Get it before the bank does

59 Old Mill Rd

This owner paid something like $1.3 million for a run down house, completely renovated it and put it back up for sale in 2008 at $2.375. He’s under severe financial pressure, or so I hear, and he’s now dropped the price to $1.2 million. That’s a bargain. Yes, its 2 1/2 acres are right on the  (lightly traveled) north-bound entrance to the Merritt, but if you want a discount for that nuisance, you have it now.

13 Comments

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13 responses to “Get it before the bank does

  1. A.O.

    Assessed at….?

  2. Andrew

    Almost like the bargain for 18 Sandy Lane (almost across the Merritt from this house) that sold last April for $1.3 million with 4 acres, tennis, and 5000 square feet brick colonial.

  3. Andrew

    well only with minor differences: this one is 50 years older and 2000 square feet.

  4. Andrew

    I think a better bargain was 309 Stanwich that went in no time…probably around asking of $1.6 million.

  5. FMG

    Chris,

    Do you, the owner, and his broker really think the bank will go for $1.2MM? Word is, there are close to $2MM in liens. Will a bank really forgive that kind of debt?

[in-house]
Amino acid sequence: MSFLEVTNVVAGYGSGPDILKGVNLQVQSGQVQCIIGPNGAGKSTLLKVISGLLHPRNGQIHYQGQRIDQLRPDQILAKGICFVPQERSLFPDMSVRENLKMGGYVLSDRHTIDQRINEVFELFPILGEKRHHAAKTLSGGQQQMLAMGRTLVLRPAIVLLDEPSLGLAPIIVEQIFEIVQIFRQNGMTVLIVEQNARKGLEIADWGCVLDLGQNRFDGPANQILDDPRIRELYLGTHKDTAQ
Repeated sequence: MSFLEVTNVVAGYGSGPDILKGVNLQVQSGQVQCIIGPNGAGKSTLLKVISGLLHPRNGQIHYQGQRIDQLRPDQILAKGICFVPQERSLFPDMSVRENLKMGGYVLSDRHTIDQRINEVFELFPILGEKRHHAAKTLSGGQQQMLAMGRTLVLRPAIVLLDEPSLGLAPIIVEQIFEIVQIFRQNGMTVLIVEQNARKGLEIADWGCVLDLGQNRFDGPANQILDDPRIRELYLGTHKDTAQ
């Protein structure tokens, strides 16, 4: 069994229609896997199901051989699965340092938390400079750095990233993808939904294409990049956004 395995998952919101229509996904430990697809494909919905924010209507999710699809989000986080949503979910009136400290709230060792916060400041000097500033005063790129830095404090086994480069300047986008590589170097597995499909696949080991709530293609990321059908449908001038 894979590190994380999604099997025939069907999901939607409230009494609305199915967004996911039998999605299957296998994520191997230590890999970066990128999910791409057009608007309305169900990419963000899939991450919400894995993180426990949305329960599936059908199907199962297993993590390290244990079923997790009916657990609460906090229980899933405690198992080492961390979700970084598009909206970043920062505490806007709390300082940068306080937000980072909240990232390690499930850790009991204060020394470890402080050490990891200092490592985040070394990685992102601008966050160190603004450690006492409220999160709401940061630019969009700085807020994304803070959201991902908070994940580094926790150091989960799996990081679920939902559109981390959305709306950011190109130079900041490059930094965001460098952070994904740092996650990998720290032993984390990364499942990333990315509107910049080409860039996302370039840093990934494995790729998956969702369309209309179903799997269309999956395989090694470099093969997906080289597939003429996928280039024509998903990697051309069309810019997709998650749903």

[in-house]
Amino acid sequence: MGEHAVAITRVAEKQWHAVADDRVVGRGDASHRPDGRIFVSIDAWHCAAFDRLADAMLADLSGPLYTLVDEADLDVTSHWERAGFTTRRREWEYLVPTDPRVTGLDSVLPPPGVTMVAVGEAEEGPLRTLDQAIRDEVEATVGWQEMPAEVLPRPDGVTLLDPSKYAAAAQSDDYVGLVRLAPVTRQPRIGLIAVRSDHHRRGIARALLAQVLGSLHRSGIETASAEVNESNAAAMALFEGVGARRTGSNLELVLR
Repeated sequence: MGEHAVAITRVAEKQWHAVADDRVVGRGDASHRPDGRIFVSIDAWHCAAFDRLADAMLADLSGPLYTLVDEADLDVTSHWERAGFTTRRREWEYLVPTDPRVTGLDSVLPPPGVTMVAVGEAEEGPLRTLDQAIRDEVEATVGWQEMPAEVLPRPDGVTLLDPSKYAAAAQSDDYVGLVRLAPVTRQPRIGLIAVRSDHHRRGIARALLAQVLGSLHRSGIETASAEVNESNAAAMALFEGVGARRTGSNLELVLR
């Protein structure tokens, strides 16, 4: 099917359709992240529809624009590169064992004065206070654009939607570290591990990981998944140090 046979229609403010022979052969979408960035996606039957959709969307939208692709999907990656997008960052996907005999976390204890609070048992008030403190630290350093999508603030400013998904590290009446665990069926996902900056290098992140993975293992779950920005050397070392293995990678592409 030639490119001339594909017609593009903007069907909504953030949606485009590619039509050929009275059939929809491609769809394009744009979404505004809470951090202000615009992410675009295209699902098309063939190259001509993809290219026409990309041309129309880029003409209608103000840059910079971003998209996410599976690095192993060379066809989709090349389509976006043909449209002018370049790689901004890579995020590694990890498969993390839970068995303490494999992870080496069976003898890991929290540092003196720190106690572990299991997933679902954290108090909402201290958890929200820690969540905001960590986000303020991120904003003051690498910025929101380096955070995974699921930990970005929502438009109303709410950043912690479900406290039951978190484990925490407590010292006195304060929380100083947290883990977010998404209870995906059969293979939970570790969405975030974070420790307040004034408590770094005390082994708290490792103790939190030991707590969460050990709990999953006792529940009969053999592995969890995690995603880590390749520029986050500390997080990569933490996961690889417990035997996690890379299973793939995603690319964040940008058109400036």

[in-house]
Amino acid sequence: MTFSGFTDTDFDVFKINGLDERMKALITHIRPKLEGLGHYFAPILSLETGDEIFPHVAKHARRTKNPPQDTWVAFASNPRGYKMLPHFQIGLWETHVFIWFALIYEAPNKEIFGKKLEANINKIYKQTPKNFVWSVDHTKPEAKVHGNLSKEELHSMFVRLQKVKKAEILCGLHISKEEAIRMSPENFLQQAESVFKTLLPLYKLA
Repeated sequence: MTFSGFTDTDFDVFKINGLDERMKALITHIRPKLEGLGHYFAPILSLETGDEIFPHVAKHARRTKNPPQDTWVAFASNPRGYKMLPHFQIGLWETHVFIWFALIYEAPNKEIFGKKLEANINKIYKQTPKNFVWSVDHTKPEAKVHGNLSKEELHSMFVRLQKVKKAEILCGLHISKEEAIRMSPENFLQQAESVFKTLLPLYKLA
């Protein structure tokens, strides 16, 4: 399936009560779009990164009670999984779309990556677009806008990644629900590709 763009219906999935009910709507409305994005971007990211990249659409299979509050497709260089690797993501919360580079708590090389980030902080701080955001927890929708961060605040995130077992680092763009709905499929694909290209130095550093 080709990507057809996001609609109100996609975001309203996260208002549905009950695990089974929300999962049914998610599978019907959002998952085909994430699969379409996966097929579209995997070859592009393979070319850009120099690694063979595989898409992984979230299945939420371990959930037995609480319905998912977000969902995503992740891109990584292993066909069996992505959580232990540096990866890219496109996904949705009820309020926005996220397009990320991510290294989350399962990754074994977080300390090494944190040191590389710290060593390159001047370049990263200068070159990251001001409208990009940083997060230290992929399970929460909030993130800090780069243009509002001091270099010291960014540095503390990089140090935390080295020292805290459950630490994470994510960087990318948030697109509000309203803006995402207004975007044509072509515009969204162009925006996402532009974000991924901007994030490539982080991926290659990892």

6. Buyer

    When a house is put on the market, how closely do realtors examine things like roofs or electrical systems, the age of oil tanks or the quality of a renovation? It’s obvious that you pay attention — that you know what to look for and what questions to ask. But I’m starting to wonder if other realtors even view this as part of their job. Sure, the house has a new kitchen and master bath, but if the oil tank is 25 years old and boiler is on its last legs, shouldn’t a buyer’s realtor alert a buyer to it? I mean before the house inspection, at the first walk thru. I have asked questions about the quality & age of mechanicals/structure before and have been stunned to get radio silence. Is it asking too much?

  7. FMG

    Buyer,

    I think it is equally important that a buyer’s agent (and seller’s agent for that matter) confirm if work has been completed without a permit and if the home has a CO.

    • christopherfountain

      Well FMG, a competent real estate attorney should and will do that (in Greenwich, at least). I try to stay out of that area for liability reasons, to be honest – let my former colleagues take it on their own errors and omissions policies!

  8. FMG

    As a buyer would you not want your agent to preliminary research prior to an submitting an offer?

    • christopherfountain

      Nah – the contract contains a provision that certifies that all improvements were done per code and accompanied by a c.o. If not, seller’s agent should say so up front, because it will be discovered.